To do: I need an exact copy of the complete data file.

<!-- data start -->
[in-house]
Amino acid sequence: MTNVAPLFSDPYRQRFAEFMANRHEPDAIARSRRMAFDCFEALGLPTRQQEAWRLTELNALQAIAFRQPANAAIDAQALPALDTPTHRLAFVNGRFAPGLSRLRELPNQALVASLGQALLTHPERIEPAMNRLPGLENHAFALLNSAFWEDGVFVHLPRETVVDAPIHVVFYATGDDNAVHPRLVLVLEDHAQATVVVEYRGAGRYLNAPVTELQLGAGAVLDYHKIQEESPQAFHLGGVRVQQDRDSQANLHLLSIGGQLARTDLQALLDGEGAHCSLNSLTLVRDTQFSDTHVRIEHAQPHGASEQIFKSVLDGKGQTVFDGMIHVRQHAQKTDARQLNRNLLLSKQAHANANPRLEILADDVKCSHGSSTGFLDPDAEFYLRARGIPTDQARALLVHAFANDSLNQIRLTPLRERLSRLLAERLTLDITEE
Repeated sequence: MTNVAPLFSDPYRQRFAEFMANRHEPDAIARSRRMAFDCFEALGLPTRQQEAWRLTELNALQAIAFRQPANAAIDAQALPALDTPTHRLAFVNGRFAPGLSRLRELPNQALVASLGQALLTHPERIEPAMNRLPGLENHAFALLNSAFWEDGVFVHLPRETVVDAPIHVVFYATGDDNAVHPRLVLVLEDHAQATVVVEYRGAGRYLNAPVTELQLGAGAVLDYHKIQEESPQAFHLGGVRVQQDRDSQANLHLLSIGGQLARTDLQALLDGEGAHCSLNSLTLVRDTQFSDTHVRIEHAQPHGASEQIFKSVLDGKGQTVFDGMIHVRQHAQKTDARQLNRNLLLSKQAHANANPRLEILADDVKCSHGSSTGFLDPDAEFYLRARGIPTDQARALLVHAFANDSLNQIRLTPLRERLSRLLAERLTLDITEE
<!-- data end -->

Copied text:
[in-house]
Amino acid sequence: MTNVAPLFSDPYRQRFAEFMANRHEPDAIARSRRMAFDCFEALGLPTRQQEAWRLTELNALQAIAFRQPANAAIDAQALPALDTPTHRLAFVNGRFAPGLSRLRELPNQALVASLGQALLTHPERIEPAMNRLPGLENHAFALLNSAFWEDGVFVHLPRETVVDAPIHVVFYATGDDNAVHPRLVLVLEDHAQATVVVEYRGAGRYLNAPVTELQLGAGAVLDYHKIQEESPQAFHLGGVRVQQDRDSQANLHLLSIGGQLARTDLQALLDGEGAHCSLNSLTLVRDTQFSDTHVRIEHAQPHGASEQIFKSVLDGKGQTVFDGMIHVRQHAQKTDARQLNRNLLLSKQAHANANPRLEILADDVKCSHGSSTGFLDPDAEFYLRARGIPTDQARALLVHAFANDSLNQIRLTPLRERLSRLLAERLTLDITEE
Repeated sequence: MTNVAPLFSDPYRQRFAEFMANRHEPDAIARSRRMAFDCFEALGLPTRQQEAWRLTELNALQAIAFRQPANAAIDAQALPALDTPTHRLAFVNGRFAPGLSRLRELPNQALVASLGQALLTHPERIEPAMNRLPGLENHAFALLNSAFWEDGVFVHLPRETVVDAPIHVVFYATGDDNAVHPRLVLVLEDHAQATVVVEYRGAGRYLNAPVTELQLGAGAVLDYHKIQEESPQAFHLGGVRVQQDRDSQANLHLLSIGGQLARTDLQALLDGEGAHCSLNSLTLVRDTQFSDTHVRIEHAQPHGASEQIFKSVLDGKGQTVFDGMIHVRQHAQKTDARQLNRNLLLSKQAHANANPRLEILADDVKCSHGSSTGFLDPDAEFYLRARGIPTDQARALLVHAFANDSLNQIRLTPLRERLSRLLAERLTLDITEE